The Old Man’s Words of Wisdom

By William G. Schwab

 


Are we becoming a nation of haves and have-nots? As legal professionals, do we have a duty to insure equal justice for all to prevent this?

These questions nagged me after a dinner with my 24-year-old daughter who works as the director of an after-school program in inner-city Philadelphia. She discussed that growing up in rural America was a lot like what she faces in North Philly. She saw how education funding sacrifices the potential of youth in both areas. She talked about how money decides opportunity for each. She talked about how great it was that I was able to supplement her “education” because I was a lawyer. She observed that today in America only suburbia and the affluent areas of cities regularly afford these benefits to children. Unfortunately, I see the same is evolving with our justice system.

At a recent ABA meeting, I got a sticker for contributing to the Fund for Equal Justice. I didn’t remember doing it, but it reinforced in me the have and have-nots concept is already effecting our justice system. I head the largest law firm in the county in which I practice. Most people would characterize me as successful and not one who “needs” a county position. Many wonder why I continue to be a part-time public defender. It’s simple. I taught my children and practice the idea of giving back to my community. We cannot just take and take.

The Public Defender’s Office in my county is staffed by hardworking and dedicated part-time lawyers who aren’t there just for the money. We have computers for the lawyers, because I donated used ones from my office. The county couldn’t afford it for the poor individuals we represent. We still operate with one phone for four lawyers. This, at times, makes things difficult. The four of us can only see one client at a time, because we don’t have private offices to maintain confidentiality—we are in one big room. Such is life in rural America. I represent the have-nots. The DA’s office has almost twice the number of lawyers and a support staff of five to our one. We have no investigator. Representation is what we put into it. None of looks at the clock. We spend the time needed on each case.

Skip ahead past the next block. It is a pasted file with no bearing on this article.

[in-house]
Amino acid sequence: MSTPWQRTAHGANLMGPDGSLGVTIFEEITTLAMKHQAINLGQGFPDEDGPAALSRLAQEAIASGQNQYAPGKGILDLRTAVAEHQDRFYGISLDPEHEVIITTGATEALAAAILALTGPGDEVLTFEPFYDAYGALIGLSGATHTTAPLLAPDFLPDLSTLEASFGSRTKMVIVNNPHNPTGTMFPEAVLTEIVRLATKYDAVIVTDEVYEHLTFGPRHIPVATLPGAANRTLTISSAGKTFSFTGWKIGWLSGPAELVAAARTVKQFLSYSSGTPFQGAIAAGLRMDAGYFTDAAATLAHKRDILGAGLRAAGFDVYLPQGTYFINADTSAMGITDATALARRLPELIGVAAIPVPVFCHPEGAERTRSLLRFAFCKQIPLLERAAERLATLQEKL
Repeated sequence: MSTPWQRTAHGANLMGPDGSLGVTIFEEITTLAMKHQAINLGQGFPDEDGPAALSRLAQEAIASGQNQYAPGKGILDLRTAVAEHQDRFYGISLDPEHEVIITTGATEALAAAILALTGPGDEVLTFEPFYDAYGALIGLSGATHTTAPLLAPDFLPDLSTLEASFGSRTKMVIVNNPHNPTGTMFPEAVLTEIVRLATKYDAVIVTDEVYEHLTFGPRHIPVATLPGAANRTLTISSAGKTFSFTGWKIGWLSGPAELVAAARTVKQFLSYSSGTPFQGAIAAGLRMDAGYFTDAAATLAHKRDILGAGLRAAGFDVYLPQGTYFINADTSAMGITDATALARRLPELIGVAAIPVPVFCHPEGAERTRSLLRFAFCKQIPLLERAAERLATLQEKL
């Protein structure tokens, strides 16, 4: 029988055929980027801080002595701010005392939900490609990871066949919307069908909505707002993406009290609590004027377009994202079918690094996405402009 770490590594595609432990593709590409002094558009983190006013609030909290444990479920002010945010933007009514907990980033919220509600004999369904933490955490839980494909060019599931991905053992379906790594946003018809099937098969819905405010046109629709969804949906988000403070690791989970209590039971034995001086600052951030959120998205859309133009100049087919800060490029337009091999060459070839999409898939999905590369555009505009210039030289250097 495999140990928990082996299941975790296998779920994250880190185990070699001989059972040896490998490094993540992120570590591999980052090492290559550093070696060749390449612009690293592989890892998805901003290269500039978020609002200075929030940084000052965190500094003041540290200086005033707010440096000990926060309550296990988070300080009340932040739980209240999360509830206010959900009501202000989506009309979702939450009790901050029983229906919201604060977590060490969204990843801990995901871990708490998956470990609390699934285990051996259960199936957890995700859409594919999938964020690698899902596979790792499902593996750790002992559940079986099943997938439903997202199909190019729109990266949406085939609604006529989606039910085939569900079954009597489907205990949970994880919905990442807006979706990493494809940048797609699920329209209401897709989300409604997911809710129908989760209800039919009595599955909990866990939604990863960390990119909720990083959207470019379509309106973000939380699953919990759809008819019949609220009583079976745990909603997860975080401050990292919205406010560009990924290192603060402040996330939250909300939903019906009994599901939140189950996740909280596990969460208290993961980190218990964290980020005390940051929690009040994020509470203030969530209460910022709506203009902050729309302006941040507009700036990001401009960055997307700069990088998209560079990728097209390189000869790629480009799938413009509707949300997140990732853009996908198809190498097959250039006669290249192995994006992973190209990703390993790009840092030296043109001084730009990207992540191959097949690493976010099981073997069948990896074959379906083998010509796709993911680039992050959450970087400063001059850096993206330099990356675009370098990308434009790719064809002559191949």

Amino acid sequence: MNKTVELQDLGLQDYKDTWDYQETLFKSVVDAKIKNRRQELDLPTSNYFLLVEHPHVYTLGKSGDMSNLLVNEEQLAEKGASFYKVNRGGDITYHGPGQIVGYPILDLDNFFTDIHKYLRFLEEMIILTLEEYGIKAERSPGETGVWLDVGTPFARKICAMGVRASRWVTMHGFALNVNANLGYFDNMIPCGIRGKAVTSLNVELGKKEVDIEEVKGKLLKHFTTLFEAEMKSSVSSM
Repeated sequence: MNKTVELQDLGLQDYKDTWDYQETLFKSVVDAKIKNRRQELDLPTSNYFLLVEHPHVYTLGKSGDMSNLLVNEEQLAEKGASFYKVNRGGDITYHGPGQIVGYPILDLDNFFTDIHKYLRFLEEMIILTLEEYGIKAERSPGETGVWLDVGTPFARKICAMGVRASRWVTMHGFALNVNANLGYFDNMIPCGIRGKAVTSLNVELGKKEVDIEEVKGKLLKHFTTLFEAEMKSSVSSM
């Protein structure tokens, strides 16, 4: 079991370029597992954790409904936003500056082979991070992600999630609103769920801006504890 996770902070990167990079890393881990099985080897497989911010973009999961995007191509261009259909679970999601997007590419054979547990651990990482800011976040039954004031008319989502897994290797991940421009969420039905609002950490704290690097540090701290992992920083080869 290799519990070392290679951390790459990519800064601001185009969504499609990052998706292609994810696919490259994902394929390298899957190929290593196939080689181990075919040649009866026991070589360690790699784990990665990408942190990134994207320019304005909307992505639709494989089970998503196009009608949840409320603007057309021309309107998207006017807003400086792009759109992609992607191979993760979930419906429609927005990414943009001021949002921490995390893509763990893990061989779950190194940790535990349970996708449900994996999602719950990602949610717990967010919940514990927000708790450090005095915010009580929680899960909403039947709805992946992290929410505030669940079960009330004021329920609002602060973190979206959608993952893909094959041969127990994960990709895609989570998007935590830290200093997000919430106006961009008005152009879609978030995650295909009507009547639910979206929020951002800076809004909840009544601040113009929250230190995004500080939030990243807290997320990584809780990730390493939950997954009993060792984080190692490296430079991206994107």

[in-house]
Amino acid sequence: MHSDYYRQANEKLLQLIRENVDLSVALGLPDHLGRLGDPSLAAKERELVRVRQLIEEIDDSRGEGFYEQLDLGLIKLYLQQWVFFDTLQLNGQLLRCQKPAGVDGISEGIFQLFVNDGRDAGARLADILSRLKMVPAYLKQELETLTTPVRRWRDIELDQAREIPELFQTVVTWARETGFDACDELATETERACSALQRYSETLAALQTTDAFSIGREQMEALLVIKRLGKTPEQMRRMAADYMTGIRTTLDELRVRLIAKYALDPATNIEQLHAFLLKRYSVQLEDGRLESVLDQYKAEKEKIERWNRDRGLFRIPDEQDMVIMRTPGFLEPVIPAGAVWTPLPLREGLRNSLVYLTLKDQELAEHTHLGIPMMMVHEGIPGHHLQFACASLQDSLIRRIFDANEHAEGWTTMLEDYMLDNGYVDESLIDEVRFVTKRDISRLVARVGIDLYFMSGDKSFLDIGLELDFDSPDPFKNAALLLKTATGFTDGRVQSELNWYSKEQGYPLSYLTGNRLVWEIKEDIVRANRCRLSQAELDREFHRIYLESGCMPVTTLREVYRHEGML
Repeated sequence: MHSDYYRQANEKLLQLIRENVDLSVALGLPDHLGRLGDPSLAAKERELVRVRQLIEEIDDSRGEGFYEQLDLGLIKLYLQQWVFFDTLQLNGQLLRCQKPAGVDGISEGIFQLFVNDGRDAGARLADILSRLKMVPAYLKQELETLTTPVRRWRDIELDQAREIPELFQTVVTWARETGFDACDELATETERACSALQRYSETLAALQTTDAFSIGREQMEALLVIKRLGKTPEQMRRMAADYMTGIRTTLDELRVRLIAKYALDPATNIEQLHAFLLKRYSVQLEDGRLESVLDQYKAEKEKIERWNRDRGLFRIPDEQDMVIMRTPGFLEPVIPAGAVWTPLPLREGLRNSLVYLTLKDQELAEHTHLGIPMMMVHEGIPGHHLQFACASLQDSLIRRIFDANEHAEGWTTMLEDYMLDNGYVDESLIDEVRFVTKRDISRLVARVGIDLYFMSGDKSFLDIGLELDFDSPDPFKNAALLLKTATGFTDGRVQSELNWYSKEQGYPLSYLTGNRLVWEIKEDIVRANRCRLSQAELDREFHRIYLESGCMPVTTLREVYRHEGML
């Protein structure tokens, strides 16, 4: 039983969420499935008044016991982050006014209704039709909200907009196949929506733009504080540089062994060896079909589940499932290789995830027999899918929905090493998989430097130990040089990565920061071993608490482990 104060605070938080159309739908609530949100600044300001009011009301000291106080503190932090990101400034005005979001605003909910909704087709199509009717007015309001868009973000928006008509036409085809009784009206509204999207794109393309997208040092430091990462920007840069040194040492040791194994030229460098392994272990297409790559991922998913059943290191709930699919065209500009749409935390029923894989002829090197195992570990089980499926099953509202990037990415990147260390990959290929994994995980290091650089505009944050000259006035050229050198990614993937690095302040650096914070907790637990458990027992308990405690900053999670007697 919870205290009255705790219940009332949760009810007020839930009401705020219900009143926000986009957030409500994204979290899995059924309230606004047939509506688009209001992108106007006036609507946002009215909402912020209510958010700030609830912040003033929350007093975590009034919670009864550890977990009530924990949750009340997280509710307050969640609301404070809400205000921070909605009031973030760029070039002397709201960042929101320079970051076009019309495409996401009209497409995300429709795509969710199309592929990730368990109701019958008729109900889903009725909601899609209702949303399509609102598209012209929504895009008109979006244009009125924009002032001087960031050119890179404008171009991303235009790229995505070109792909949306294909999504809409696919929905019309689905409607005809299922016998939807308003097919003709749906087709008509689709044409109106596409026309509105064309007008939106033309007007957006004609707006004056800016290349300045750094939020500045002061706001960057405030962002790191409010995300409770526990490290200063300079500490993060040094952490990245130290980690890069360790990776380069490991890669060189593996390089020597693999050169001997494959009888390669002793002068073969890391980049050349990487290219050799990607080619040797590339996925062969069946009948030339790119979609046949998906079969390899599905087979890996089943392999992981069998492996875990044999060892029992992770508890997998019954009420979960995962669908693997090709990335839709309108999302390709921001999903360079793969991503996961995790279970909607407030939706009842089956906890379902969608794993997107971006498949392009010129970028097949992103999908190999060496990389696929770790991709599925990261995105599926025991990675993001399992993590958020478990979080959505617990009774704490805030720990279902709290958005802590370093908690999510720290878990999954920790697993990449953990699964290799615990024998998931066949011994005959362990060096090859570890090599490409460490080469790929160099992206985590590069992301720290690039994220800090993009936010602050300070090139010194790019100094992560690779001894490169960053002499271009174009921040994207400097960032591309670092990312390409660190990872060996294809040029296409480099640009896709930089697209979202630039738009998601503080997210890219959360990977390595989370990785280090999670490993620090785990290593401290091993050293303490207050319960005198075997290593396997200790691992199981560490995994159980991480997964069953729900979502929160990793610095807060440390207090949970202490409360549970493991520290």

As lawyers in the making and new lawyers, try to remember as you develop your career plan why you went into law school. Most of us went because we wanted to change our society and do good. Money for most of us was secondary. Equal justice for all is not just a slogan. It should become a way of life. Yes, your career path may take you into a practice area where you think you cannot help out, but what about a legal clinic at night? What about taking court conflicts in criminal cases? As a bankruptcy specialist, I bring a unique approach to white collar crime cases that affords my clients a better defense.

It’s all about giving back. If we don’t, we truly will become a country of haves and have-nots, not just in our society, but also our legal system. America was not founded on the concept that the amount of money you have controls the justice system. Everyone is equal and presumed innocent under the law.
What do you think?

Bill Schwab
Now learning the law for over 27 years

 

 

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